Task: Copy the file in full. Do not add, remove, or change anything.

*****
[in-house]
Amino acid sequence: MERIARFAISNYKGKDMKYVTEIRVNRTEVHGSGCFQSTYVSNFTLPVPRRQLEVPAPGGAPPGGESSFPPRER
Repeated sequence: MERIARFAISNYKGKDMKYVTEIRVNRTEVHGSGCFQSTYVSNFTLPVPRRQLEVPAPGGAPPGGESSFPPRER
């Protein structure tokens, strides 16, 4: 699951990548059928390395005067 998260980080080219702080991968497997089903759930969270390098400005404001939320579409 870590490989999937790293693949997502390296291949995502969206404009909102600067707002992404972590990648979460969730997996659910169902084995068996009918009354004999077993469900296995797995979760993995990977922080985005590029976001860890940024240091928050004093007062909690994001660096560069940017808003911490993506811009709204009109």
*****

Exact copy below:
[in-house]
Amino acid sequence: MERIARFAISNYKGKDMKYVTEIRVNRTEVHGSGCFQSTYVSNFTLPVPRRQLEVPAPGGAPPGGESSFPPRER
Repeated sequence: MERIARFAISNYKGKDMKYVTEIRVNRTEVHGSGCFQSTYVSNFTLPVPRRQLEVPAPGGAPPGGESSFPPRER
């Protein structure tokens, strides 16, 4: 699951990548059928390395005067 998260980080080219702080991968497997089903759930969270390098400005404001939320579409 870590490989999937790293693949997502390296291949995502969206404009909102600067707002992404972590990648979460969730997996659910169902084995068996009918009354004999077993469900296995797995979760993995990977922080985005590029976001860890940024240091928050004093007062909690994001660096560069940017808003911490993506811009709204009109």